CO2 Emissions Linked to Human Death
Stanford study may bolster states' case against EPA
By Jonas Oransky,  Newser Staff
Posted Jan 3, 2008 6:28 PM CST
Calif. Gov. Arnold Schwarzenegger, left, and United Nations Secretary-General Ban Ki-moon, right, tour Echelon Corp. research faciility in San Jose, Calif., Friday, July 27, 2007. Echelon Corp. is a California...   (Associated Press)
camera-icon View 3 more images

(Newser) – A Stanford University scientist has found for the first time a direct correlation between rising atmospheric carbon dioxide and increased human mortality—potentially aiding 16 states in their fight to regulate auto emissions. The air pollution spurred by each 1 degree Celsius caused by carbon dioxide leads to 1,000 US deaths—and as many as 20,000 worldwide, Wired reports.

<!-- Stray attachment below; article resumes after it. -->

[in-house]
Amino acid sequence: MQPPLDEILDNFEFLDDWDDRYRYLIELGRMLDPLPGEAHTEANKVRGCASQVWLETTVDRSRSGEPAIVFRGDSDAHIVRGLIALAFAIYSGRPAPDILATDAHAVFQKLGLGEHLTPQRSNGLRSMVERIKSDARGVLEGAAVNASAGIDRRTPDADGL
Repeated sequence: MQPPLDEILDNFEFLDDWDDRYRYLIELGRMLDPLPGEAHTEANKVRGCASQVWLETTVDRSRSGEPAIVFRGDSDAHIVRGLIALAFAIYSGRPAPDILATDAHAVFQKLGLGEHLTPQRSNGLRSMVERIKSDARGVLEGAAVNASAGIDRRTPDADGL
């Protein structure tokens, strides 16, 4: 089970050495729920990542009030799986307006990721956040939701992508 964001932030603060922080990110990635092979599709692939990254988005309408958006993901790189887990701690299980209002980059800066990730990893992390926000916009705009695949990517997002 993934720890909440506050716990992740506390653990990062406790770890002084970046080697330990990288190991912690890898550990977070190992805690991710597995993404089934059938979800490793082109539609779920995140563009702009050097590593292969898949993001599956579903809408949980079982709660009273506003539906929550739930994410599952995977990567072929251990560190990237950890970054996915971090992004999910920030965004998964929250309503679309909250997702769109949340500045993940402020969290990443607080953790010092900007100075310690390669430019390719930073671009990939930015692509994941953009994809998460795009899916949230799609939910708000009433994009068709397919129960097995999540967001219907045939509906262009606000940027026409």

“The study was the first to specifically isolate carbon dioxide's effect from that of other global-warming agents," the researcher wrote. In December, the Environmental Protection Agency denied California a waiver to regulate emissions, claiming the state had no special circumstances; the rebuttal by the West Coast scientist says 30% of US carbon dioxide-related deaths would occur in the Golden State.